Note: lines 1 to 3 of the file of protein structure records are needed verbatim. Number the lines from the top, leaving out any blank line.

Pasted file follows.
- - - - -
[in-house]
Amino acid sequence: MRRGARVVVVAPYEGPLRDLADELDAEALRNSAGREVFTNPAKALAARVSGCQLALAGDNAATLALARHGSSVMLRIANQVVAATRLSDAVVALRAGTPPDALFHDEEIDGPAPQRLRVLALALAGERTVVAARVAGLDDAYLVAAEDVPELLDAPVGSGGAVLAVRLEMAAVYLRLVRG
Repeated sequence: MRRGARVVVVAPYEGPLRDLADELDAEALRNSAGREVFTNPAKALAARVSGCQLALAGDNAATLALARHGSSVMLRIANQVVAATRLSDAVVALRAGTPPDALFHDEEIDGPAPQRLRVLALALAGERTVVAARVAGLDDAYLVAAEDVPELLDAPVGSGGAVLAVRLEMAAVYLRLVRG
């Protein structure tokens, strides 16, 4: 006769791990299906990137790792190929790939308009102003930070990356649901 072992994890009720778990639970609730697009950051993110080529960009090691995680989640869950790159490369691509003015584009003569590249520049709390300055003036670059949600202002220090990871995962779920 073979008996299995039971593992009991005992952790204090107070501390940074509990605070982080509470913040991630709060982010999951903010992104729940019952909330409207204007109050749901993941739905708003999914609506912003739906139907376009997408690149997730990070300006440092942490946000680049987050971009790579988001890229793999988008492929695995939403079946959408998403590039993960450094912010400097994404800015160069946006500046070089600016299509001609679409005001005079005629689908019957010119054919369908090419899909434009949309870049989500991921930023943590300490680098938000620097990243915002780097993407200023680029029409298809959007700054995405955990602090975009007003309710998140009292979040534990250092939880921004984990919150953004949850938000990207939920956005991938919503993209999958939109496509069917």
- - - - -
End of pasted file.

[in-house]
Amino acid sequence: MRRGARVVVVAPYEGPLRDLADELDAEALRNSAGREVFTNPAKALAARVSGCQLALAGDNAATLALARHGSSVMLRIANQVVAATRLSDAVVALRAGTPPDALFHDEEIDGPAPQRLRVLALALAGERTVVAARVAGLDDAYLVAAEDVPELLDAPVGSGGAVLAVRLEMAAVYLRLVRG
Repeated sequence: MRRGARVVVVAPYEGPLRDLADELDAEALRNSAGREVFTNPAKALAARVSGCQLALAGDNAATLALARHGSSVMLRIANQVVAATRLSDAVVALRAGTPPDALFHDEEIDGPAPQRLRVLALALAGERTVVAARVAGLDDAYLVAAEDVPELLDAPVGSGGAVLAVRLEMAAVYLRLVRG